by Austin Bay
October 12, 2010
Dissident Liu Xiaobo's Nobel Peace Prize has scared China's
communist elites. The Beijing government has responded viciously by vilifying
Liu and the prize selection committee. China's cyber-sheriffs have tried to
keep news of Liu's award off the Internet. Its secret police shadow Liu's wife.
The People's Republic's foreign ministry has even snubbed Norwegian diplomats
engaged in discussions about the fishing industry.
Beijing's full-throttle propaganda, political and police
overreaction speaks volumes about the party elites' insecurity seeded by their
failure to address China's array of internal challenges. The Communist Party's
apparatchiks, state billionaires and military princes know the war for the
terms of 21st century modernity rages within their country, and it is shaking
the foundation of their sophisticated and slippery tyranny.
But first some background. Chinese dissident Liu Xiaobo
earned his Peace Prize. Since 1989 and the Tiananmen Square massacre, Liu has
insistently demonstrated the physical and moral courage promoting genuine
change demands. 2009's dubious prizewinner, U.S. President Barack Obama,
rhetorically encouraged hope. When Liu says "no" to China's single
party political system, he embodies hope and inspires by visceral example.
Liu long ago joined the distinguished line of brave men and
women trapped in police states who choose, in the name of liberty, to confront
their nations' authoritarian ideologies and instruments of terror. Many of
these heroes die unheralded in a jail or an alley or a ditch. The tyrants erase
their memory and hide their sacrifice.
A fortunate few, like Liu, gain international notoriety.
Fame provides a degree of protection for the dissidents, and a Nobel Peace
Prize adds political armor. The peace prize certainly empowered and protected
Lech Walesa when he and his Solidarity union struggled against Poland's
communist government and its masters in Moscow.
A Peace Prize, however, does not guarantee freedom of travel
or even release from police detention. The 1935 prizewinner, German pacifist
and fervent anti-Nazi Carl von Ossietzky, died of tuberculosis in 1938 -- his
hospital bed monitored by the Gestapo. Myanmar's Aung San Suu Kyi, the 1991
prizewinner, remains under arrest.
China is Myanmar's staunchest ally. A savage, impoverished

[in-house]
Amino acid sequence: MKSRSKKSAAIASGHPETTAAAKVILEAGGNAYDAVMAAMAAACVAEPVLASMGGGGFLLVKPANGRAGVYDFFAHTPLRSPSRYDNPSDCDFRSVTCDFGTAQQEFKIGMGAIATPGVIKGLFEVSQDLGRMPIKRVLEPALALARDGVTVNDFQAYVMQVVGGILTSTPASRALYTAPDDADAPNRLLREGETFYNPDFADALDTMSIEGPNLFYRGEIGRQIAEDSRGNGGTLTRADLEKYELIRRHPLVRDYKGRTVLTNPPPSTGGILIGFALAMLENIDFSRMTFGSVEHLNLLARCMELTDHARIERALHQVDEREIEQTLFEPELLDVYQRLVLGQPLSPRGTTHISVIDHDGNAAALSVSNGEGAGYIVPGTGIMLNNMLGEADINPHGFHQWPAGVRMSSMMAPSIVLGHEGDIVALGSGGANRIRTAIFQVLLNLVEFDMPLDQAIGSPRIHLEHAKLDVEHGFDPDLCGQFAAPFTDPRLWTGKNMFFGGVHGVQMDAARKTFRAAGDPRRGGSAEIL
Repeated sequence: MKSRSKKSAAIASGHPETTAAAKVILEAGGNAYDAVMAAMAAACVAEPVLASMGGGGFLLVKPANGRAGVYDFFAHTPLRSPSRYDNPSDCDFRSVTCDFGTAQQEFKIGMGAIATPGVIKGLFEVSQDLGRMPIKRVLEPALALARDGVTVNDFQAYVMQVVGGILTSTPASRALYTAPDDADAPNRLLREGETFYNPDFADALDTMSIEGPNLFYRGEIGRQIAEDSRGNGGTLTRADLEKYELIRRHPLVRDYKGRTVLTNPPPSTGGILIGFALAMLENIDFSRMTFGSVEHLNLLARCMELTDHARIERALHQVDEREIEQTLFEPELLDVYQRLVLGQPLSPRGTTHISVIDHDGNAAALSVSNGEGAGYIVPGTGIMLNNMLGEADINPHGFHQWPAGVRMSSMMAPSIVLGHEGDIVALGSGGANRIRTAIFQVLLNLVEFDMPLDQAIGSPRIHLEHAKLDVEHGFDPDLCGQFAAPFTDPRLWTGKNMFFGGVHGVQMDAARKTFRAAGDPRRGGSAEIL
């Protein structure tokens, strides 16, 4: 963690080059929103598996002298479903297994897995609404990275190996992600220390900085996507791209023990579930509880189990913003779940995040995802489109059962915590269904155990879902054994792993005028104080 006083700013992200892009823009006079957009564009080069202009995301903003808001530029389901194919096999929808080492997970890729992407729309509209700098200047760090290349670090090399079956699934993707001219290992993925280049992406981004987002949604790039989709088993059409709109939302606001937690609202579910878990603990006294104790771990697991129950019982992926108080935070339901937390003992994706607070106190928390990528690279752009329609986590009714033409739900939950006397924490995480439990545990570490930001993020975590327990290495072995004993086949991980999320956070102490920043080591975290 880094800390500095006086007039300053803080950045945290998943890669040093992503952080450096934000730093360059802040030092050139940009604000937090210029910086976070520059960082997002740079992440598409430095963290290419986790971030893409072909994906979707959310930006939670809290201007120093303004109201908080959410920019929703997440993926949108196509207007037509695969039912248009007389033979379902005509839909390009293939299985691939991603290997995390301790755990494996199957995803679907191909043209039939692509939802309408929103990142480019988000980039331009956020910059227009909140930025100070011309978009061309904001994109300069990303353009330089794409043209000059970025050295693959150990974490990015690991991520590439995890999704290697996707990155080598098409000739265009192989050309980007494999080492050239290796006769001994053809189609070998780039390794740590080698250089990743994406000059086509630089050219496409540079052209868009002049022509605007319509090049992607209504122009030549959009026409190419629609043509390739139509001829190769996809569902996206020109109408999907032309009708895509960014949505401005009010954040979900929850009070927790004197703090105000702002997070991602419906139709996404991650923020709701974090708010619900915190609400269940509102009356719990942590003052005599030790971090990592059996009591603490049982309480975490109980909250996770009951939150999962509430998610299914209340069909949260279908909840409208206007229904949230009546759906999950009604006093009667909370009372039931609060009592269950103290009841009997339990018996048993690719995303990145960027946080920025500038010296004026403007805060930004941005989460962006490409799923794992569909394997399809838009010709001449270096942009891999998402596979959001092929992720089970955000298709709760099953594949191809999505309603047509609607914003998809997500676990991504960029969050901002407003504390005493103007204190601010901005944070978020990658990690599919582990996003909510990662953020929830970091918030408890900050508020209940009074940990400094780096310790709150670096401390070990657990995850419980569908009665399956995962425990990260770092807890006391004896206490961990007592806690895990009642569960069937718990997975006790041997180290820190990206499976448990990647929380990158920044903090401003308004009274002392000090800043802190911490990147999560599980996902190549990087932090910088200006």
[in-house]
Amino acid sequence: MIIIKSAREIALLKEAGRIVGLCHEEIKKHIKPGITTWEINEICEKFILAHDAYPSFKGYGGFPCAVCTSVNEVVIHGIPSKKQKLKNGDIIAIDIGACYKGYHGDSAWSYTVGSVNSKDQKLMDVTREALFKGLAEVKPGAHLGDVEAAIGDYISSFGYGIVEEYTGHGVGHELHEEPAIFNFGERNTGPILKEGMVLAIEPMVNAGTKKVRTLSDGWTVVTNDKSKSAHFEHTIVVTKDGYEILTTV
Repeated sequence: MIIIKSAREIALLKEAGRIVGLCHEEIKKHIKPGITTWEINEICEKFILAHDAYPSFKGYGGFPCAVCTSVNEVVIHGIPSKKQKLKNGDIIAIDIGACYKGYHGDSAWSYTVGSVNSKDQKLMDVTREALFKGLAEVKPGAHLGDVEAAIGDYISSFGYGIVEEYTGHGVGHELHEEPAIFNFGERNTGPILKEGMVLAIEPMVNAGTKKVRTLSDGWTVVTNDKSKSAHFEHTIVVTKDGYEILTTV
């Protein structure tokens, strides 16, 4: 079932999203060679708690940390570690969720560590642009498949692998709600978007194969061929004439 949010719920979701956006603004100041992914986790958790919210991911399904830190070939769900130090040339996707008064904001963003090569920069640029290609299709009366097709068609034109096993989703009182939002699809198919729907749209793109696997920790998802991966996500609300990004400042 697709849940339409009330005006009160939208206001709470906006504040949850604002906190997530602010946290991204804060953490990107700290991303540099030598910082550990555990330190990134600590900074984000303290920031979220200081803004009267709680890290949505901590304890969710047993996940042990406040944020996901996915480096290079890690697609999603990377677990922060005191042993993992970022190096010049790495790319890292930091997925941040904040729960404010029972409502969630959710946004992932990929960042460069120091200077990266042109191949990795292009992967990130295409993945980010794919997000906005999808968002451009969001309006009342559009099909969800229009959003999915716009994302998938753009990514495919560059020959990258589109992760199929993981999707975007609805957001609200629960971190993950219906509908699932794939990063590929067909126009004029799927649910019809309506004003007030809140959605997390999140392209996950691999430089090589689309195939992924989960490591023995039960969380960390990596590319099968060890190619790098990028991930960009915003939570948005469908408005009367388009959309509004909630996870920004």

dictatorship that brooks no dissent runs Myanmar. Cash-rich China is run by a
silky smooth party dictatorship that stifles dissent.
The difference between savage poverty and silky wealth is
significant, but the common point remains dictatorship. The Chinese government
continues to portray Liu as a criminal and his prize as illicit interference in
China's internal affairs. Foreign Ministry spokesman Ma Zhaoxu made that clear
during a ministry press conference: "Giving the Nobel Peace Prize to a
criminal serving a prison sentence," Ma said, "shows a lack of
respect for China's judicial system."
Ma's propaganda line is supposed to stoke both
neo-nationalist and paleo-imperial Chinese indignation. Peel its stinking onion
back a layer, and Ma is damning the prize committee for handing China a
"loss of face." Those scoundrels in Oslo failed to give China's
communist emperors appropriate political and cultural deference. As a result,
China's vice minister of agriculture canceled his meeting with Norway's
fisheries minister. Take that, insouciant Scandinavians.
Touting Chinese courts as venues of justice is a reach.
Economic corruption is the chief complaint among China's hundreds of millions
of discontented citizens, but Beijing knows police and judicial corruption also
rile the populace.
The Chinese government's heavy-handed reaction to Liu's
prize provides an insight into China's great 21st century internal struggle.
China's economic success is impressive, but it teeters on a very iffy political
deal. China's privileged communist elites seek the benefits of economic
liberalization (including free trade) without concomitant political liberalization.
The blood of 2000 Chinese citizens slain at Tiananmen Square demonstrated the
lengths the communists will go to enforce this bargain.
China's continued economic growth, however, requires modern
technology and communications. The Internet is an essential economic tool, but
one that frustrates an authoritarian government's ability to deny or control
information. Over time, an informed population becomes an opinionated
population, and dissident opinions endanger the communists' harsh bargain.
Ultimately, the communist government confronts the human
spirit's will to freedom, with Liu as its courageous personification. No wonder
the government is afraid.